Over 150 dead in Halloween disaster in South Korea

A crowd crush of people in Seoul, South Korea has left at least 154 people dead and another 149 people injured. The tragedy took place Saturday night as people, mostly in their late teens and 20s, gathered for Halloween parties in the city’s Itaewon district, known for its nightlife. It is the single largest loss of life in the country since the Sewol Ferry sinking in 2014. 

Rescue workers and firefighters try to help injured people near the scene of a crowd surge during Halloween festivities in Seoul, South Korea, Sunday, Oct. 30, 2022. [AP Photo/Lee Jin-man]

The disaster took place in an alleyway off Itaewon’s main road near the Hamilton Hotel, located by the district’s subway station. The alley is only about 3.2 meters across, and was unable to handle the large numbers of people gathered there. Many of the side streets and alleys in Itaewon are similarly narrow, in addition to being very hilly, leading to over-crowding even on a normal Saturday night.

Authorities have announced an investigation into the exact cause and whether businesses where the tragedy occurred had followed safety regulations. Despite no clear evidence, the corporate media is already trying to blame the victims themselves. Some have suggested that people rushed to catch a glimpse of a celebrity rumoured to be making an appearance, or even the unlikely possibility that masses of people were under the influence of drugs, in a country where illegal drug use is uncommon.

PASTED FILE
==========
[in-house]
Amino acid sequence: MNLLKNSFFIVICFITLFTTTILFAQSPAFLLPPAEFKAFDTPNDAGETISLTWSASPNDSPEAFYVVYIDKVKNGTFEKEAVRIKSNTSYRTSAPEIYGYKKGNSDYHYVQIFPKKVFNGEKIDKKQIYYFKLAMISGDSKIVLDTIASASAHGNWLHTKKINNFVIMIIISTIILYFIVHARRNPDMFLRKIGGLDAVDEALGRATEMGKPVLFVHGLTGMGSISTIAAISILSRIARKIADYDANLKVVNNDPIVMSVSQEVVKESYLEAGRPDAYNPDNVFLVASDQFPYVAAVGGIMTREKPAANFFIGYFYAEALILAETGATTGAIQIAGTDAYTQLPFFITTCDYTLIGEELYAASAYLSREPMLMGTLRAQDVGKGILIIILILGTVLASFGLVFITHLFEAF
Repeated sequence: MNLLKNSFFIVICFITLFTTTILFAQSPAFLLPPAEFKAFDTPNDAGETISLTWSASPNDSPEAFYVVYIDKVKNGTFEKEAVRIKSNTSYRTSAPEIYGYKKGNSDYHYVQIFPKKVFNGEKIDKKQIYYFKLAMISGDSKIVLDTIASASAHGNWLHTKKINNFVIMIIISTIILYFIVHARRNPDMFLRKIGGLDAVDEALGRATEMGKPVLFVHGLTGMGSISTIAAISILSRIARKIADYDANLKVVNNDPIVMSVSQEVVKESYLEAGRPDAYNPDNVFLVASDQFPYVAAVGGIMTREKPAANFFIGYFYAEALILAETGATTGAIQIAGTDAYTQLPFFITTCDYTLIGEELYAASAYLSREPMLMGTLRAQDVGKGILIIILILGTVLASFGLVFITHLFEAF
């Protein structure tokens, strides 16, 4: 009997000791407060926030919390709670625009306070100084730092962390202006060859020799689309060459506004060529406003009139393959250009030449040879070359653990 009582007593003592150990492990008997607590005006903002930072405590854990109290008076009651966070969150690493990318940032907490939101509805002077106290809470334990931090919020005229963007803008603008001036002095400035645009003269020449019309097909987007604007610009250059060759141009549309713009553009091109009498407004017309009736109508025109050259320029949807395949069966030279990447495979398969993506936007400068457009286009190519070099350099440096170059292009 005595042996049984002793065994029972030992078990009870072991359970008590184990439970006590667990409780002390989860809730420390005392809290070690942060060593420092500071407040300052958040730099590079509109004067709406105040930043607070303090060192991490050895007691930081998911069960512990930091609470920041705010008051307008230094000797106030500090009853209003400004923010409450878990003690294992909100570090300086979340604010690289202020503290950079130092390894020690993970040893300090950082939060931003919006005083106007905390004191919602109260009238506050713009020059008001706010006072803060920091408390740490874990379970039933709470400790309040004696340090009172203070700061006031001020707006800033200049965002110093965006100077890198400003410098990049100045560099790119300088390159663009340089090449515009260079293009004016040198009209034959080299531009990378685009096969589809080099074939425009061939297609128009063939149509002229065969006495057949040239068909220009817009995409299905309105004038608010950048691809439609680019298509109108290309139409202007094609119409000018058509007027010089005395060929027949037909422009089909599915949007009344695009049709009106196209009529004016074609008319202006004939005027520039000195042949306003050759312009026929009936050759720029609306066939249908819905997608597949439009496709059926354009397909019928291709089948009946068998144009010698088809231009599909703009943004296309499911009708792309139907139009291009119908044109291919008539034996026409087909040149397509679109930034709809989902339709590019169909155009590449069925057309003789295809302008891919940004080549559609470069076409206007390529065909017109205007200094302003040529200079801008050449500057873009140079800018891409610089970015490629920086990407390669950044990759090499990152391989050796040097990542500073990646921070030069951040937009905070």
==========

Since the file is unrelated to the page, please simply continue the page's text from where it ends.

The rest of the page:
A man in his 20s injured in the disaster, identified only by his family name Kim, told the media, “People started pushing around 10:30 p.m. and then from around 10:40 people fell over one-by-one and were piled 5 or 6 bodies high.”

A woman in her 20s stated that she and a friend “were going to the subway station, but there were so many people, we couldn’t move. We were pushed back and forth repeatedly and then, as people suddenly pushed us, my friend was knocked to the ground.”

People accused nearby stores and bars of refusing to allow people inside as they attempted to escape the crowds. One witness stated, “Bars in Itaewon put tables in the street and people coming and going were tangled up in the more cramped spaces. People collapsed and tried to escape into nearby stores, but they were thrown out into the street and told that it was closing time, and more casualties occurred.”

Whatever the exact cause, basic safety measures were clearly not in place to deal with the large influx of people for the Halloween festivities in Itaewon. The district is popular with both young Koreans and foreigners living in South Korea, and is a traditional gathering spot during holidays and events. Among the identified victims were at least 26 foreigners from 14 countries, including from China, Japan, Russia, the United States, France, Uzbekistan, Iran, Australia, and Norway.

The large crowds Saturday night were predictable, especially as the right-wing Yoon Suk-yeol government has misled people into believing the COVID-19 pandemic is over and removed nearly all virus mitigation measures. It was one of the largest public gatherings since the pandemic began and is indicative of the official approach to public safety, with tens of thousands in confined spaces without masks or other precautions, all in the pursuit of profits.